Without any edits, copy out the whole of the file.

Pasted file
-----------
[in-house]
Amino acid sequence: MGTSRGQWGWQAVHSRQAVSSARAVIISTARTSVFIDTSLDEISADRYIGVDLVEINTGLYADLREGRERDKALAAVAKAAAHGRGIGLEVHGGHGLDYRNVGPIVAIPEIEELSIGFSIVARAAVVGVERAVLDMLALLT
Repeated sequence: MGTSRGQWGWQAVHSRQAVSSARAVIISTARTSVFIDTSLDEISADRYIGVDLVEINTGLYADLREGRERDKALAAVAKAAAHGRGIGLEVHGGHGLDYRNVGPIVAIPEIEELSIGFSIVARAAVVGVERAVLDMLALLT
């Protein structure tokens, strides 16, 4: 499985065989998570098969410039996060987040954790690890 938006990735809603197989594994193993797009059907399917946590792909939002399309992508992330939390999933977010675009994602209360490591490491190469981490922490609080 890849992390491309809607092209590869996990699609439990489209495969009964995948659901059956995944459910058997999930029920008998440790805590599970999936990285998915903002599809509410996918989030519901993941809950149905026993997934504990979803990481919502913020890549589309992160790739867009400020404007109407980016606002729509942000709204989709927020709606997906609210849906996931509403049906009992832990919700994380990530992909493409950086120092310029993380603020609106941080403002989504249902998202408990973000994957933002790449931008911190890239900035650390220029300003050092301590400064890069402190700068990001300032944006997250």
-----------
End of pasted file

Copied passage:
[in-house]
Amino acid sequence: MGTSRGQWGWQAVHSRQAVSSARAVIISTARTSVFIDTSLDEISADRYIGVDLVEINTGLYADLREGRERDKALAAVAKAAAHGRGIGLEVHGGHGLDYRNVGPIVAIPEIEELSIGFSIVARAAVVGVERAVLDMLALLT
Repeated sequence: MGTSRGQWGWQAVHSRQAVSSARAVIISTARTSVFIDTSLDEISADRYIGVDLVEINTGLYADLREGRERDKALAAVAKAAAHGRGIGLEVHGGHGLDYRNVGPIVAIPEIEELSIGFSIVARAAVVGVERAVLDMLALLT
């Protein structure tokens, strides 16, 4: 499985065989998570098969410039996060987040954790690890 938006990735809603197989594994193993797009059907399917946590792909939002399309992508992330939390999933977010675009994602209360490591490491190469981490922490609080 890849992390491309809607092209590869996990699609439990489209495969009964995948659901059956995944459910058997999930029920008998440790805590599970999936990285998915903002599809509410996918989030519901993941809950149905026993997934504990979803990481919502913020890549589309992160790739867009400020404007109407980016606002729509942000709204989709927020709606997906609210849906996931509403049906009992832990919700994380990530992909493409950086120092310029993380603020609106941080403002989504249902998202408990973000994957933002790449931008911190890239900035650390220029300003050092301590400064890069402190700068990001300032944006997250």